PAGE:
The Bauhaus and Harvard
The Bauhaus and Harvard — mounted in conjunction with the 100th anniversary of the founding of the Bauhaus in Weimar, Germany — presents nearly 200 works by 74 artists, drawn almost entirely from the Busch-Reisinger Museum’s extensive Bauhaus collection. Founded in 1919 and closed just 14 years later, the Bauhaus was the 20th century’s most influential school of art, architecture, and design. Harvard University played host to the first Bauhaus exhibition in the United States in 1930, and went on to become an unofficial center for the Bauhaus in America when founding director Walter Gropius joined Harvard’s department of architecture in 1937. Today the Busch-Reisinger Museum houses the largest Bauhaus collection outside Germany, initiated and assembled through the efforts of Gropius and many former teachers and students who emigrated from Nazi Germany, including Anni and Josef Albers, Herbert Bayer, Lyonel Feininger, and László Moholy-Nagy.
The exhibition features rarely seen student exercises, iconic design objects, photography, textiles, typography, paintings, and archival materials. It explores the school’s pioneering approach to art education, the ways its workshops sought to revolutionize the experience of everyday life, the widespread influence of Bauhaus instruction in America, and Harvard’s own Graduate Center (1950), the first modernist building complex on campus, designed by Gropius’s firm The Architects Collaborative. A complementary exhibition installed in an adjacent gallery — Hans Arp’s Constellations II — features one of the site-specific works commissioned for the Graduate Center. A publication inspired by The Bauhaus and Harvard and its related programming is due out in March 2021.
Organized by the Harvard Art Museums. Curated by Laura Muir, Research Curator in the Division of Academic and Public Programs, Harvard Art Museums.
Support for this project is provided by endowed funds, including the Daimler Curatorship of the Busch-Reisinger Museum Fund, the Charles L. Kuhn Endowment Fund, and the Care of the Busch-Reisinger Museum Collection Fund. The publication is supported by the Harvard Art Museums Mellon Publication Funds, including the Carola B. Terwilliger Fund. In addition, exhibition related programming is made possible by the M. Victor Leventritt Fund, which was established through the generosity of the wife, children, and friends of the late M. Victor Leventritt, Harvard Class of 1935. Modern and contemporary art programs at the Harvard Art Museums are made possible in part by generous support from the Emily Rauh Pulitzer and Joseph Pulitzer, Jr., Fund for Modern and Contemporary Art.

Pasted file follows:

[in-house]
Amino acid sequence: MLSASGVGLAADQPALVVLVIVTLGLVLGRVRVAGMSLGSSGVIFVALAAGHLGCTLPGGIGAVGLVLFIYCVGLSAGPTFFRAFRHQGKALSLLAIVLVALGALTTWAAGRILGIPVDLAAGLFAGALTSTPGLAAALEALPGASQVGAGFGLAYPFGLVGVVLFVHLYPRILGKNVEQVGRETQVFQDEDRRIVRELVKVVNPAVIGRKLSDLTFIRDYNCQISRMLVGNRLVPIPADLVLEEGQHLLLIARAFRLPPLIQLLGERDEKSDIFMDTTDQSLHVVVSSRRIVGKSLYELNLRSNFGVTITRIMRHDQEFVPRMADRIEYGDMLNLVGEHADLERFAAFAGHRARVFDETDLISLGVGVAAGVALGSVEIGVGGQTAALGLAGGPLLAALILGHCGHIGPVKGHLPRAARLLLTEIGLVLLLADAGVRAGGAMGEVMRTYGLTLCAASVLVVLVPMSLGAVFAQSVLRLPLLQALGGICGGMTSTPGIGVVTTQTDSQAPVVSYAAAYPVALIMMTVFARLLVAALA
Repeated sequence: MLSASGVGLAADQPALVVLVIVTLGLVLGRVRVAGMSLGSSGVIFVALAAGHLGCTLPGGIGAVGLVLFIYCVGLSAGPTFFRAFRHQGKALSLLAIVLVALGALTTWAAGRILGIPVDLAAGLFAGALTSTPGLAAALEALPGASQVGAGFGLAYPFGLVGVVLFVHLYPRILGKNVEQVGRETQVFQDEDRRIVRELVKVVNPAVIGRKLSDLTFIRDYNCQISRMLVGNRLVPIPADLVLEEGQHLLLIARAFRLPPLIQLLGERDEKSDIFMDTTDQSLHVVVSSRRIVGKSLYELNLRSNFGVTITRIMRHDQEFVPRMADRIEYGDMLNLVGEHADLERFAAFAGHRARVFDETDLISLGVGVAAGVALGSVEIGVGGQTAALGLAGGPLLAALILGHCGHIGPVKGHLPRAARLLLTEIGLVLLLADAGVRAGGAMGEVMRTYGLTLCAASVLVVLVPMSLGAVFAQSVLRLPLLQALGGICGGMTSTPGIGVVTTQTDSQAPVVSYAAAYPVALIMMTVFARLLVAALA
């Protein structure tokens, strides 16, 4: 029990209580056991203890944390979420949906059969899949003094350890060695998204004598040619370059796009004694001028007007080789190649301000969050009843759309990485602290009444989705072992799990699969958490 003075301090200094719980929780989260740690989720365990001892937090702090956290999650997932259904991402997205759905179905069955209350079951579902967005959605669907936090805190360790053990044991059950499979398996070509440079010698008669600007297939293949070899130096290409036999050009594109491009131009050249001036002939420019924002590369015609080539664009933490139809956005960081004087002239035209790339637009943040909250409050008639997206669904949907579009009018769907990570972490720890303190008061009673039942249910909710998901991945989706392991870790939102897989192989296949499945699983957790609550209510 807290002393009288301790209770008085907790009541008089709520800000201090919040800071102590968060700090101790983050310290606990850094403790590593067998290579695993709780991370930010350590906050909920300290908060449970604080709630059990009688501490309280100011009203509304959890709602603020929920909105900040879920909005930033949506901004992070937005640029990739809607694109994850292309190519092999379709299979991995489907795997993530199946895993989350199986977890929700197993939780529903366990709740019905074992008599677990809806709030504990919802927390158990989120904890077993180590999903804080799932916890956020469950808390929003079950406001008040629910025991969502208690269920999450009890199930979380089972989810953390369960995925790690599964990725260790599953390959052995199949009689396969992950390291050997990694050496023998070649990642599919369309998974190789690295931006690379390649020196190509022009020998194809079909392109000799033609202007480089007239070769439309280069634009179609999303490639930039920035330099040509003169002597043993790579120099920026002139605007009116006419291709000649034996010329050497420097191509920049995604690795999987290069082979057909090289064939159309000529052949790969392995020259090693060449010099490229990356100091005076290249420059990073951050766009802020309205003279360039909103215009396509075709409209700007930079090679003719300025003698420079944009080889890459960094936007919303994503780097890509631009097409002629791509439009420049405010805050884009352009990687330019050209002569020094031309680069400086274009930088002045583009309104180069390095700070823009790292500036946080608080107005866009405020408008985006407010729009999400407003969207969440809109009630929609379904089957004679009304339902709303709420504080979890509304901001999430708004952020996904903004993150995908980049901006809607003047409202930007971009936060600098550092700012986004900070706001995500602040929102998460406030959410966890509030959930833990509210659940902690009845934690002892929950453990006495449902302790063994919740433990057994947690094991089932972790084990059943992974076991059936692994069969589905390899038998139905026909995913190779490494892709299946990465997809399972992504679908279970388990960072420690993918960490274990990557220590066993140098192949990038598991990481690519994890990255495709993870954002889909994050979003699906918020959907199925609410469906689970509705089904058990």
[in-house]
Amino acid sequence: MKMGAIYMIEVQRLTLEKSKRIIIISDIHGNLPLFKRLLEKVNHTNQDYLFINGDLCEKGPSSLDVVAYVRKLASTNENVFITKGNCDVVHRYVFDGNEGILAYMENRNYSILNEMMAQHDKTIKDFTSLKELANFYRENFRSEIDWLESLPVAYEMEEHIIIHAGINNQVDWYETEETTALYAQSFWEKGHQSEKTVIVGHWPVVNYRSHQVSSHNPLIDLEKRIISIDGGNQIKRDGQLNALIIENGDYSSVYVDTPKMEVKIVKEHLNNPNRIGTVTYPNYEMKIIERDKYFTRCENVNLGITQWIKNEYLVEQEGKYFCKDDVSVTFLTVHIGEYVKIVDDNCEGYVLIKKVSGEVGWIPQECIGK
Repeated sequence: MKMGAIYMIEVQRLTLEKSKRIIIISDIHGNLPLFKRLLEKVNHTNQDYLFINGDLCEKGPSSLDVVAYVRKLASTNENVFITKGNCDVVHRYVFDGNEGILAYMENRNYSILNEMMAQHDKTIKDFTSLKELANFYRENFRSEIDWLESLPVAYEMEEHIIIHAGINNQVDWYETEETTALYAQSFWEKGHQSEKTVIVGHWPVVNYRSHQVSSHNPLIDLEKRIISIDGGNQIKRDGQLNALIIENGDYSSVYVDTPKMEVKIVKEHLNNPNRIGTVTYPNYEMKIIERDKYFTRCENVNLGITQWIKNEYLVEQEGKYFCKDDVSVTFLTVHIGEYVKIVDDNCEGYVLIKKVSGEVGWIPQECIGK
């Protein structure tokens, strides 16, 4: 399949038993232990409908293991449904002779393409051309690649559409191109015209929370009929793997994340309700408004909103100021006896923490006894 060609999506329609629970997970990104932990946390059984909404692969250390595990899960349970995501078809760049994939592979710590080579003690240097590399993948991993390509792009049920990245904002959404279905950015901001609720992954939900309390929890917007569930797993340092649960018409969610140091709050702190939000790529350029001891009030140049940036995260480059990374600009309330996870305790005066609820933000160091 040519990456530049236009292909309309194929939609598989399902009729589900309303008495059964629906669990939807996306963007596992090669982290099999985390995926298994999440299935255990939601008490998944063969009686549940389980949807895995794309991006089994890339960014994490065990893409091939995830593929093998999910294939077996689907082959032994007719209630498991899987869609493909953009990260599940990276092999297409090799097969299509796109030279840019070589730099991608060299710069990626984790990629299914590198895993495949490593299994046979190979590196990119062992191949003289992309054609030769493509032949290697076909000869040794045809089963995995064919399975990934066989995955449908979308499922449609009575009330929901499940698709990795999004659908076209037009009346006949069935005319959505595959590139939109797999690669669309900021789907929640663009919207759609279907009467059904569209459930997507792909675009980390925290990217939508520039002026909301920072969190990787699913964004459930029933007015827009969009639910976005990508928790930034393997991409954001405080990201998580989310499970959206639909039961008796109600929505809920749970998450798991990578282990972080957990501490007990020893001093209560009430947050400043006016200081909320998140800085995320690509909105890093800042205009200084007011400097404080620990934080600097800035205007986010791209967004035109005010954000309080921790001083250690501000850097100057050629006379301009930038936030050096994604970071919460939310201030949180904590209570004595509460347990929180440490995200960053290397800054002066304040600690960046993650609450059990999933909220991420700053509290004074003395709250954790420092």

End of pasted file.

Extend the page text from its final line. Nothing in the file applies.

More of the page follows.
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A comprehensive digital resource launched in 2016 provides access to the museums’ more than 32,000 Bauhaus-related objects and shares scholarship on the school’s extensive ties to Harvard and the Greater Boston area.
Learn more about the exhibition in our series of videos on Vimeo, including an introduction by Laura Muir, a recording of artist Judith Raum’s lecture-performance evoking the figure of Bauhaus weaver Otti Berger during the exhibition’s opening celebration, presentations from the symposium “Bauhaus 100: Object Lessons from a Historic Collection,” and more.
Related Exhibitions at Harvard and Beyond
Hans Arp’s Constellations II
February 8, 2019–July 28, 2019
University Research Gallery, Harvard Art Museums
Judith Raum: Raveled Fabrics
February 7, 2019–March 17, 2019
Lightbox Gallery, Harvard Art Museums
The Bauhaus at Home and Abroad: Selections from the Papers of Walter Gropius, Lyonel Feininger, and Andor Weininger
January 15–May 31, 2019
Amy Lowell Room, Houghton Library, Harvard University
Creating Community: Harvard Law School and the Bauhaus
February 4–August 16, 2019
Caspersen Room, Langdell Hall, Harvard Law School
The Bauhaus Studio: Primary Materials and Secondary Sources
April 6–May 5, 2019
Harvard Ed Portal
The Goethe-Institut Boston is promoting Bauhaus centennial events at a range of New England institutions, including Radical Geometries: Bauhaus Prints, 1919–33 on view February 9 to June 23, 2019, at the Museum of Fine Arts, Boston; and Arresting Fragments: Object Photography at the Bauhaus on display March 28 to September 1, 2019, at the MIT Museum.